When Ayatollah Ruhollah Khomeini, founder and leader of the Islamic Republic, died in 1989 the danger of political crisis meant his passing was not reported for several hours and within a day his successor — Ayatollah Ali Khamenei — was announced.
The post of rahbar (leader) is easily the most powerful in Iran. Because Khamenei, 77, had prostate surgery in 2014, there has been discreet speculation as to who might follow in his shoes.
The possibility that the Assembly of Experts (Majles-e Khobregan-Rahbari) might be called on to make this choice in its new eight-year term encouraged a 62% turnout by Iranian voters in February to elect its 89 members. But the assembly’s inner workings remain impervious to outside eyes.
“It’s near to impossible to be confident about any names [for the next supreme leader] at this stage, although there are many in the speculative mix,” said Farideh Farhi, of the University of Hawaii at Manoa. “Among them, an argument can be made that even President [Hassan] Rohani is among those auditioning.”
Rohani, a robust 67, lacks pre-eminence as an Islamic scholar. The requirement that the leader be a marja, the most senior Shia Muslim cleric, was removed from the constitution in 1989, apparently to allow Khamenei, then just 49 and holding a similar rank (hojatoleslam) to Rohani today, to succeed as Khomeini’s chosen heir. The Experts Assembly might prefer someone with the higher clerical rank of ayatollah.
The notion of the leader combined from the start pre-eminence as an Islamic jurist with political leadership, a challenging conception based on Khomeini’s dynamic personality and intelligence.
The leader’s office has widened its sway under Khamenei, with representatives throughout the bureaucracy, military and provinces. Running it is no mean task.
While Khamenei has generally sympathised with Iran’s conservatives, his support has also been crucial to the government accepting limitations on its nuclear programme under last year’s agreement with world powers.
Khamenei has acted as an arbiter between factions, intervening in 2005 to allow two reformists to run for president after they were barred by the watchdog Guardian Council and later curbing the “excesses” of president Mahmoud Ahmadinejad in his second term.
Farhi portrays Khamenei as an “institution builder” who has transformed the leadership from a post resting on Khomeini’s charisma. “Ayatollah Khamenei’s legacy, like almost all other Middle Eastern leaders, will be shaped more by the way he parts than by what he has done as leader,” she said.
This includes some role in the succession. Hence Khamenei’s appointment in March of Ebrahim Raeesi, previously national prosecutor-general, as chairman of Astan Quds Razavi, the foundation managing the shrine of Imam Reza in Mashhad, was seen by some as Khamenei elevating a possible successor.
Until 2015, the front runner had been seen as Ayatollah Mahmoud Hashemi Shahroudi, 67, who had been acting chairman of the Experts Assembly for nine months and had earlier been assigned tasks by Khamenei — including mediating between president and parliament — that were the leader’s responsibility.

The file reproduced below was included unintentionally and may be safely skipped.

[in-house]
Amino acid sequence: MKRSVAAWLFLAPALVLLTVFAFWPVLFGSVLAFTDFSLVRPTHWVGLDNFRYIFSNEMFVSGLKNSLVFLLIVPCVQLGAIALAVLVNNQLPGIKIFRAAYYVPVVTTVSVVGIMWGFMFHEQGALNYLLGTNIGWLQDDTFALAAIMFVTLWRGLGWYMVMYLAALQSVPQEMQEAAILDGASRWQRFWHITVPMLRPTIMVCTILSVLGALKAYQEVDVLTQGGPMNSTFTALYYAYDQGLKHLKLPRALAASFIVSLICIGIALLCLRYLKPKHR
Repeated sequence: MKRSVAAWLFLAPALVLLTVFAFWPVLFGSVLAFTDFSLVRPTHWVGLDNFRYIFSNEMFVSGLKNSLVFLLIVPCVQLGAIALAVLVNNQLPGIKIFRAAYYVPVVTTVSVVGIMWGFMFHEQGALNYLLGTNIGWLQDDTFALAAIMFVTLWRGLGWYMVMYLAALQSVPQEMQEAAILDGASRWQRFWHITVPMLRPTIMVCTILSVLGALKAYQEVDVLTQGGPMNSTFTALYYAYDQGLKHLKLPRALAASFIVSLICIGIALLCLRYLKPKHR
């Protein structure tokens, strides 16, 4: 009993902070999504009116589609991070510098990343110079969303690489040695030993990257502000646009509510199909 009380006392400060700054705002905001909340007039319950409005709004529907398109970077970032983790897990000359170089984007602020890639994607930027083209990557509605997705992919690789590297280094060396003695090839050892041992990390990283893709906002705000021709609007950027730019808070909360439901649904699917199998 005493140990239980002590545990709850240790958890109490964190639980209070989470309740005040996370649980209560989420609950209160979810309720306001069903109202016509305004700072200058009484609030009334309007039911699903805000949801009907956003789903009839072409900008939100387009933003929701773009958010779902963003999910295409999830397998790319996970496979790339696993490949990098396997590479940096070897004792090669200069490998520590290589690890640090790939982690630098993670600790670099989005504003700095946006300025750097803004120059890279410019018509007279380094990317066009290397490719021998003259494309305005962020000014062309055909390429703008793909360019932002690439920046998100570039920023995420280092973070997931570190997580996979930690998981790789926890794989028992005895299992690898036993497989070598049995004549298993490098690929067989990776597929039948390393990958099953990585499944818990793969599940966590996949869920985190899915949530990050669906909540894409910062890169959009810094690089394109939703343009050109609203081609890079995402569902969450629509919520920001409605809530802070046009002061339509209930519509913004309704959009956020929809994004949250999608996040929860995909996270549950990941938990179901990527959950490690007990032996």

But revelations that Shahroudi was under judicial investigation over financial irregularities linked to Iraq, where he has extensive networks, led to his sudden withdrawal in 2015 from the election of a new Assembly chairman, which was won by 84-year-old Ayatollah Mohammad Yazdi, himself succeeded in May by 89-year-old Ayatollah Ahmad Jannati.
This does not rule out Shahroudi from the succession but suggests his broad appeal among clerics, the military and politicians gives him enemies. And the role of the judiciary in his demise has fed speculation that judicial chief Sadeg Larijani seeks a kingmaker role in the leadership succession or even to be himself a candidate.
At 55, Larijani has time on his side. The recent judiciary decision to execute the nuclear scientist Shahram Amiri as an alleged spy showed how decisive he can be, although many in the political class say Larijani is divisive.
Some analysts in Tehran see the Amiri execution, as well as the arrests of dual-nationals, as part of the factional battle centred both on next May’s presidential election and, more obscurely, the leadership succession.
A fourth possible candidate for the leadership, none other than Rohani, may well have accepted the torch of pragmatic conservatism from his long-term ally, former president Akbar Hashemi Rafsanjani, who at 82 seems too old, and probably too controversial, to become leader.
Saeid Golkar, senior fellow at Chicago Council of Global Affairs and lecturer at Northwestern University, points out that Rohani has recently assigned more projects to the Islamic Revolutionary Guards Corps.
“While his main support is among the technocrats and bureaucrats, he is trying to silence hard-line criticism,” Golkar said.
Rohani certainly has an eye on next May’s presidential election but the leadership succession casts such a shadow that it is seen almost everywhere.